Roundup: Streamlining Testing, NCLB Waivers, Newark Superintendent Reflects

Today’s news includes guidance for districts trying to reduce testing burdens, NCLB waivers/extensions for eight states, and an exit interview with Newark’s controversial superintendent Cami Anderson:

State Chiefs Group Offers Guidance on Reducing Testing EdWeek: Several states and districts are using Achieve’s assessment inventory to get a more accurate look at the amount of time students spend on tests, the CCSSO paper said. Ohio surveyed its districts to build a detailed picture of what tests are given and how long they take. Connecticut is awarding grants to districts to support their work in evaluating their own assessment routines.

8 Education Waivers Granted AP: The Obama administration is giving seven more states and the District of Columbia continued flexibility from the requirements of the Bush-era No Child Left Behind education law. See also Washington Post.

English Class in Common Core Era: ‘Tom Sawyer’ and Court Opinions NYT: At first, many English teachers and other defenders of literature feared that schools would respond by cutting the classics. That has happened, to some extent. But most districts have managed to preserve much of the classroom canon while adding news articles, textbook passages, documentaries, maps and other material that students read or watch alongside the literature, sometimes in strained pairings.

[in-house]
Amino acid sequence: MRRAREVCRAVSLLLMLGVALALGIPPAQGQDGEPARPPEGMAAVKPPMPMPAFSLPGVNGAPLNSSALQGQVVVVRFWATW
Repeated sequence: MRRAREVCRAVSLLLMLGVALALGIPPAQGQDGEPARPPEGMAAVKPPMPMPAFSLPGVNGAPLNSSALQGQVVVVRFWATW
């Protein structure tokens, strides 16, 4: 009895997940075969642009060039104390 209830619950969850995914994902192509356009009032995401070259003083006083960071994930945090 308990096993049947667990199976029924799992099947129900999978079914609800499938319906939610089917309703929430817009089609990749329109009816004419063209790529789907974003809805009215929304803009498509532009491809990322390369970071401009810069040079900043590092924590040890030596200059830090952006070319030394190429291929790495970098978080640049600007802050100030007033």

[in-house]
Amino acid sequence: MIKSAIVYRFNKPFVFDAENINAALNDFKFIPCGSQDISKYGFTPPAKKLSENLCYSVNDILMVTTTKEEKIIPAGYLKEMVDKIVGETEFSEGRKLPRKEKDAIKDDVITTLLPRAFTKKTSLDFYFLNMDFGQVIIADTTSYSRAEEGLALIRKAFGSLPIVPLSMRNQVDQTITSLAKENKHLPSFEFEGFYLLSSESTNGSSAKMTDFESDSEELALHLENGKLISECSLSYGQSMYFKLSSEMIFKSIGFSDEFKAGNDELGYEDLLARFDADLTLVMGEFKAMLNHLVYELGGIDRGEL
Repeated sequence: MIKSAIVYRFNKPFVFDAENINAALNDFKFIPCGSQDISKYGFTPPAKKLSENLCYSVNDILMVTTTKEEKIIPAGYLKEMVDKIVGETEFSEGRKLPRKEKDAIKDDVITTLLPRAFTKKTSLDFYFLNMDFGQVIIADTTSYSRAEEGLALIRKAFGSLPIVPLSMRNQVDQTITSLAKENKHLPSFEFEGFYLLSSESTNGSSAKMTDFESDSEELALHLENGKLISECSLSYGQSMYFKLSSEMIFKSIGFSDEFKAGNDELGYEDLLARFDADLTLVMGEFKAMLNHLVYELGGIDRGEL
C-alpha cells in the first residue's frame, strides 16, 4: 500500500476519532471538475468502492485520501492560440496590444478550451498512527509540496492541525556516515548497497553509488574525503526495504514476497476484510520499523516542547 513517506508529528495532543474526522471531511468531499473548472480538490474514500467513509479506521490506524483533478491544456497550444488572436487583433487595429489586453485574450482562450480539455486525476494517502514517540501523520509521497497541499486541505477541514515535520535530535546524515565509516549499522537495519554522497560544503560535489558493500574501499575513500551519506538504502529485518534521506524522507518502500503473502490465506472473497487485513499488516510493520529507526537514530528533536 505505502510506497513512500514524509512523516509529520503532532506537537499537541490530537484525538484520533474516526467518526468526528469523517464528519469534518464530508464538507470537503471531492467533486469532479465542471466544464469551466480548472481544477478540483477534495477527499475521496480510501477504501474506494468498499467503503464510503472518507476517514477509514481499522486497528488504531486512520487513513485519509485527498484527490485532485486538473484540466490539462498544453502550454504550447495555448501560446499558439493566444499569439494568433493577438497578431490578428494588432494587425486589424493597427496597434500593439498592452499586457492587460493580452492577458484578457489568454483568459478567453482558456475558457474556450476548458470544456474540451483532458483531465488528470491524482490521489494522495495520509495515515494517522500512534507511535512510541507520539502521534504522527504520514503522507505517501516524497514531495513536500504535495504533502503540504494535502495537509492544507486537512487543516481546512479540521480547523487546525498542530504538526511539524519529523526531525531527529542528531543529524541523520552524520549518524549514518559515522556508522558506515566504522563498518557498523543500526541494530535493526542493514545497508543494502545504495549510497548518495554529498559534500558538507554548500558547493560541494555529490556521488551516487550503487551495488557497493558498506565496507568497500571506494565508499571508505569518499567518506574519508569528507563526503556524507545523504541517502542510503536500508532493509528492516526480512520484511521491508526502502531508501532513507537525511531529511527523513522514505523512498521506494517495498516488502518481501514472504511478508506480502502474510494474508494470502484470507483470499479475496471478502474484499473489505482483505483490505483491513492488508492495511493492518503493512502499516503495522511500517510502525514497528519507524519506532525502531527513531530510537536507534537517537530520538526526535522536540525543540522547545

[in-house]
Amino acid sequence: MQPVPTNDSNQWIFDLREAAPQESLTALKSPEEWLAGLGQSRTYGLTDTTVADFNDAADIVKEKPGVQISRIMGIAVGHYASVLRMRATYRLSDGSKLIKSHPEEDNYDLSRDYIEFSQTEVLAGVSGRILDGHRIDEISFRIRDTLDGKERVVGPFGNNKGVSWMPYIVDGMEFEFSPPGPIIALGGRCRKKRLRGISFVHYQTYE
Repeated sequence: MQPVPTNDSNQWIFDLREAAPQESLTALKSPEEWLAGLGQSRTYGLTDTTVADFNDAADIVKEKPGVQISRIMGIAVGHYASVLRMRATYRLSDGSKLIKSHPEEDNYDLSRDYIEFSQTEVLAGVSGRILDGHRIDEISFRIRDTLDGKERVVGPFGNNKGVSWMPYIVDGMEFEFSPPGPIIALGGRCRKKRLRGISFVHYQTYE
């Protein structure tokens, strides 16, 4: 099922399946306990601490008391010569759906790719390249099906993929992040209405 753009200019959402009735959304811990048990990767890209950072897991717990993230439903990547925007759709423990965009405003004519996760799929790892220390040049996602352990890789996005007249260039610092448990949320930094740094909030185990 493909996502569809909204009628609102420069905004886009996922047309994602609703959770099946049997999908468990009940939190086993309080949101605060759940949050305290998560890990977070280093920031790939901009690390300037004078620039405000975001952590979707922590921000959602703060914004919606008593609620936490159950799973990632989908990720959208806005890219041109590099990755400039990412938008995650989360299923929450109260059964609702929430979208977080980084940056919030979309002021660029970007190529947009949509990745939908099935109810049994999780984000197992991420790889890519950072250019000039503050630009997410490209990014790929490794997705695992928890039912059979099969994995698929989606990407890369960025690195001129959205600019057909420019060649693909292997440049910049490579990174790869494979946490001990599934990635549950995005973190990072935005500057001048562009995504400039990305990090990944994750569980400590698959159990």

Years Into Common Core, Teachers Lament Lack of Materials AP: Schmidt’s analysis of 34 widely used math textbook series found that those released after 2011 were, predictably, better aligned to Common Core than older ones but still left out about 20 percent of the standards. Such findings have given rise to a nonprofit website funded in part by the Bill & Melinda Gates Foundation, EdReports.org, which reviews materials for alignment and quality.

Dispute Over Union Fees Could Return to Supreme Court AP: Half the states currently require state workers represented by a union to pay “fair share” fees that cover bargaining costs, even if they are not members. The justices could decide as early as next week whether to take up the case.

Schools Chief in Newark Says Debate Lost Its Focus NYT: Cami Anderson, in an interview one day after she resigned as schools superintendent, lamented that the fight over education reform had become “personalized.”

Testing Opt-Out Bill Signed by Oregon Gov. Kate Brown; Delaware Next? State EdWatch: The Oregon measure makes districts send notices to parents twice a year about their right to opt out of state exams, and about the purpose of the tests.

More Minority Students Should Be In Special Ed, Study Says HuffPost: A study released Wednesday, led by Penn State education professor Paul Morgan, suggests that’s the case. Schools have been identifying too few minority students for placement in special education, he claims — in some cases, by a margin as large as 60 percent.

National, state teachers’ unions split on East Ramapo Capital New York: The state teachers’ union and its national sibling appear to be at odds over a proposal for state oversight in Rockland County’s troubled East Ramapo school district. 

New York’s Public School Students Sweat Out the End of the Semester NYT: A maze of safety regulations and contractual obligations make it difficult for many of the city’s public schools to acquire and maintain air-conditioning.

Alexander Russo

Alexander Russo is a freelance education writer who has created several long-running blogs such as the national news site This Week In Education, District 299 (about Chicago schools), and LA School Report. He can be reached on Twitter at @alexanderrusso, on Facebook, or directly at alexanderrusso@gmail.com.